PH banks post P479B in bad loans at end-May

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Figures released by the Bangko Sentral ng Pilipinas (BSP) on Thursday showed that the amount of bad debt in the Philippine banking system has risen to over P479 billion as of the end of May this year.

 

Lenders’ gross non-performing loans (NPL) increased by 83 percent to P479.48 billion at the end of May, up from P262 billion a year earlier.

 

Past-due loans with an outstanding principle or interest balance of 30 days or more after the due date are referred to as nonperforming loans (NPLs). This includes the outstanding balance of loans payable in monthly installments when three or more installments are in arrears.

 

The entire loan portfolio of banks declined by 1.20 percent to P10.66 trillion at the end of May from P10.79 trillion a year ago, the data also revealed.

 

This translates to a gross NPL ratio of 4.49 percent, up from 4.35 percent at the end of April and 2.43 percent a year ago.

 

This figure represents the percentage of bad loans among all loans, including interbank loans.  The current NPL ratio is at its highest level in nearly 13 years, or since September 2008, when it was at 4.52 percent.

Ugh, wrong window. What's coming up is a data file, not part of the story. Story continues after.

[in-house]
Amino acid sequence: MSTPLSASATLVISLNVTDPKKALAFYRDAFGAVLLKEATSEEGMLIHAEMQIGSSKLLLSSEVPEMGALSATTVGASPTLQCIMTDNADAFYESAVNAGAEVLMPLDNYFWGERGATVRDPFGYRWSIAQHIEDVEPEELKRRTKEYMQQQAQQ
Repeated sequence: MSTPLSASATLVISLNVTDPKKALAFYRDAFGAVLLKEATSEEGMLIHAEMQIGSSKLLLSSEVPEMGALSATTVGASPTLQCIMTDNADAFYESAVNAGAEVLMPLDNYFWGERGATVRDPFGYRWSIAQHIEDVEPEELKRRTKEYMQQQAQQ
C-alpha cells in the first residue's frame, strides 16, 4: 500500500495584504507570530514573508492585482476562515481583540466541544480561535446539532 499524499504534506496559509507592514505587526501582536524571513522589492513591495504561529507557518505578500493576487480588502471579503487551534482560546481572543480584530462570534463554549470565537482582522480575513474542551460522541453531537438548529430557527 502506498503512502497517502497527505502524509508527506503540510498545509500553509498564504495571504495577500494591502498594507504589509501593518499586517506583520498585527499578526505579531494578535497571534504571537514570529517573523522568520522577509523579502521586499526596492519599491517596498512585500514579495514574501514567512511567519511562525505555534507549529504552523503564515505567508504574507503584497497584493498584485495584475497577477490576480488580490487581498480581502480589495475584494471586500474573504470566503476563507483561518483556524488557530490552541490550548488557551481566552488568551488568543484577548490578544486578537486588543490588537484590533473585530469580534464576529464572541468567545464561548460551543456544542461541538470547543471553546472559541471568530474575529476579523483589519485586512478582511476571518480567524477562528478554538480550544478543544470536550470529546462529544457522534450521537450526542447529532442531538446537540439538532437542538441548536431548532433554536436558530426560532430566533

According to BSP Governor Benjamin Diokno, the execution of Republic Act 11523, or the “Financial Institutions Strategic Transfer (FIST) Act,” is expected to reduce the banking system’s average NPL ratio by 0.6 to 5.8 percentage points between 2021 and 2025.

 

The new regulation will allow lenders to quickly dispose of troublesome assets through asset management companies, allowing the financial industry to stay stable despite the impact of the coronavirus disease 2019 pandemic, he has said.

 

FIST, which was passed into law on February 16, provides banks and other financial institutions with a legal framework as well as tax incentives to transfer nonperforming assets to special-purpose corporations known as FISTCs. It applies to assets that are nonperforming as of December 31, 2022, or before that date.

 

The Bangko Sentral also issued the law’s implementing rules and regulations (via Circular 1117, which Diokno signed on May 27.

 

BY MEYNARD DELA CERNA

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